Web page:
War of the Rebellion: Serial 046 Page 0621 Chapter XL. BOMBARDMENT OF FORT SUMTER, S. C.

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guns from the berm, but, in consequence of the roughness of the water, was unable to day any work.

September 4 (teller to General Jordan).-Yesterday, September 3, there was no firing on the fort, and the entire garrison was kept at work during the day and night in reliefs. The engineers were engaged in preparing bomb-proofs, and in opening embrasures in second-tier casemates, for the purpose of throwing out two 42-pounder rifled guns. During the night, the 11-inch gun and one 32-pounder rifled gun were thrown over the parapet without injury, both guns having been previously disabled.

There is now [September 4] not a single gun en barbette, and there is but one smooth-bore 32-pounder next the sally-port on western face that can be fired.

Mr. J. F. Mathewes, assisted an officer and men of the C. S. Navy, have done good service in removing disabled guns from the fort, having dismounted and removed one 10-inch gun and one 9-inch Dahlgren. He has also removed from the bern of the fort the Brooke gun, another 10-inch, an 8-inch, and one 32-pounder rifled gun. Lieutenant Rhett, with Company B, has dismounted the Brooke gun, two 10-inch, one 8-inch, one 42-pounder rifled, the 11-inch, and one 32-pounder rifled gun in the last few nights.

The northeastern and northwestern terre-plain have fallen in.

The western wall has a crack in it extending entirely through from parapet to berm. The greater portion of southern wall is down. The upper eastern magazine is penetrated; the lower eastern magazine wall is cracked. The eastern wall is very nearly shot away; a large portion of the wall is down, the ramparts gone, and nearly every casemate breached and the remaining wall very thin. The casemates, however, on east face are still filled with sand sufficient to protect the garrison from shells.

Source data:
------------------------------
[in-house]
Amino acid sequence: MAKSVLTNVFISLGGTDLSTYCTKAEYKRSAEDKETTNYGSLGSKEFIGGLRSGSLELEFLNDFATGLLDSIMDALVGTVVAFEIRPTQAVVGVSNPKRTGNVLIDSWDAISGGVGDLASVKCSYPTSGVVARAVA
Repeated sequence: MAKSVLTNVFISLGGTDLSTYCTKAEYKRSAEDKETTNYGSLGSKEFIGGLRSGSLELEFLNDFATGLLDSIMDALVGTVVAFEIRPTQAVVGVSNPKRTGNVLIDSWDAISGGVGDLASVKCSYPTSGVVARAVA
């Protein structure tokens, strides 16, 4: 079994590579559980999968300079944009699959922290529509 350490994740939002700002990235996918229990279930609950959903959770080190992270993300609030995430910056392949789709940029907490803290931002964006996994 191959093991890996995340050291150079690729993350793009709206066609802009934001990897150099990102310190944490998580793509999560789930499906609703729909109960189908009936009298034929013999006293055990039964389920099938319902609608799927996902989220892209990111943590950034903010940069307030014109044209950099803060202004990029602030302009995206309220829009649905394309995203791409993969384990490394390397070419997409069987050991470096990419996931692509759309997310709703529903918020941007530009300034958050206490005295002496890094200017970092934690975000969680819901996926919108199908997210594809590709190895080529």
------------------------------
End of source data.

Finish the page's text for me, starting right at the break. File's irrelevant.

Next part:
I consider it impracticable to either mount or use guns on any part of the parapet, and I deem the fort in its present condition unserviceable for offensive purposes. What the engineers may effect by rebuilding or remodeling, I am unable to say.

About 40 32-pounder rifled bolts, 20 42-pounder rifled bolts, 50 42-pounder round shots, 20 10-inch columbiad shots, 1 lot 32-pounder bolts in boxes, and 1 lot of sundries, were shipped by steamer Etiwan last night.

Lieutenant Grimball, Company E, assigned to ordnance duty, has rendered efficient service in the collection and shipping of ordnance stores. Captain J. T. Champneys, Engineer Corps, has reported for duty at this post.

Major-General Gilmer and Lieutenant-Colonel Harris visited the fort about half past 11 o'clock last night.

Brigadier-General Ripley also came over about 1 this morning.

The enemy opened fire from battery on Black Island last evening.

September 4 (journal).-No firing to-day. Seventy-six negroes arrived to-day and finished the traverse and arch of the second tier, and began to fill in the arch.

About 500 shots and shells, viz, 10-inch columbiad, 8-inch columbiad, 32-pounder rifled bolts, 1 lot of lead, 8 pieces brass, 5 budge barrels of powder, cartridge bags, 1 box friction tubes, 2 pass boxes, implements, were shipped last night by steamer Etiwan.

At 10 p. m. the Charleston Battalion arrived at the fort, under command of Major Elliott, and relieved Colonel Alfred Rhett, commanding, and Captain Fleming, Company B, detachment of First South